Every comprehensive high school in Thurston County’s three largest districts has hired at least one principal since 1999, and some have hired two.
The job always has been complex and required long hours, local educators say. The workday can begin as early 6:30 a.m. and extend well into the evening with student functions, parent gatherings and school board meetings.
But Washington’s new high school graduation requirements and new federal accountability measures under the No Child Left Behind Act have tacked on additional pressures, officials say.
“You’re trying to balance the needs of students, the needs of parents and the needs of staff with all of the mandates coming down from the state and federal government,” said Jim Hainer, who has been principal at Black Hills High since fall 2005.
Jocelyn McCabe, the Association of Washington School Principals’ communications director, said turnover has increased the past five years, though the association doesn’t track statistics.
“I think it really has to do with the stress and responsibility of running a high school,” she said, adding that state and federal changes likely have played a role. “We’re seeing a lot more scrutiny of how students are performing.”
Three new principals are expected this fall in the county:
The Olympia School District will hire new principals at two of its three high schools — Avanti and Capital.
• At Avanti, the district’s alternative high school, interim Principal Darrell Johnston was brought on to serve one year in fall 2006 after former Principal Joy Walton became administrator of the Olympia Regional Academy.
• At Capital, Principal Teri Poff will become executive director for teaching and learning in the Franklin Pierce School District’s administration office in Tacoma.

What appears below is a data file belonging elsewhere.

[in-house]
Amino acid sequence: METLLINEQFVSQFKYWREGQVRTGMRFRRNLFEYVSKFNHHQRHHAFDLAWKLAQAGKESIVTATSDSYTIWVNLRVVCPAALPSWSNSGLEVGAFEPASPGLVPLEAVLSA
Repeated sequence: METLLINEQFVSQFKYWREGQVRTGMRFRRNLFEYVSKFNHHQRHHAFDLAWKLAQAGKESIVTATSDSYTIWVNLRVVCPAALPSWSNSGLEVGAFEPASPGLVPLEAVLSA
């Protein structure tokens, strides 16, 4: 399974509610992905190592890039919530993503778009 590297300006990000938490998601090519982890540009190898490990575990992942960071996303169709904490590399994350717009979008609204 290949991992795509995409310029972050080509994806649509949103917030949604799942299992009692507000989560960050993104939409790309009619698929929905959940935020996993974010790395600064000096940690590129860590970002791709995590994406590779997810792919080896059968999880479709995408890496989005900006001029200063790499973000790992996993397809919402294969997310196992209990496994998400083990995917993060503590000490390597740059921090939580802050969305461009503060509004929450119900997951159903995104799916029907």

• Plus, the Tumwater School District is searching for a new executive director at New Market Skills Center, which provides career, technical and vocational classes to high school students. John Aultman, New Market’s executive director since fall 2000, has accepted an administrative post in the Shelton School District.
Though there were at least 20 candidates for both the Avanti and Capital positions, local educators say they don’t see as many applicants as five or 10 years ago.
“When you post a principal position, you’re not going to have a deep applicant pool,” said Brian Wharton, a former River Ridge High principal who was promoted to North Thurston Public Schools’ assistant superintendent of human resources in 2006.
That trend has emerged even though some local principals consider their jobs well-paying. According to the state salary survey for 2005-06, the average principal’s salary was $83,976.
The ranges for the open Olympia School District posts are higher:
• $89,469 to $97,781 at Avanti
• $96,843 to $105,334 at Capital
“This is a good-paying job, but if you’re doing it for the money, you’re not going to last a long time,” Hainer said. “You’ve got to find the job that fits you.”
Meanwhile, the Association of Washington School Principals expects to work with 248 principal interns — educators working toward an administrative credential — in 2007-08. McCabe said those numbers are encouraging but the association would like to see even more.
‘A great experience’
Neither Poff nor Wharton decided to leave because of job stress. Both had goals of becoming district-level administrators.
“My preference would have been to wait several years,” Wharton said. “It was one of those things where the opportunity fell into place.”
Poff said she highly recommends the Capital job but had always wanted to become a district-level executive director of teaching and learning.
“Whoever does step into the position will inherit a great school,” she said.
That said, Poff described the high school principal position as a stressful one that has grown more so in the past five years.
“There are increased expectations for you as an institutional leader and you also need to gather a lot of input from staff, students and parents,” she said.
Hainer said he tries to manage stress by creating balance with his personal life. He tries to get home at a decent hour even if it’s just to eat dinner before heading back out. He also exercises and has lost 40 pounds since January. And his wife sometimes joins him at after-school events.
“Part of it is deciding what things am I going to commit to being there,” Hainer said. “You’re never really off the clock.”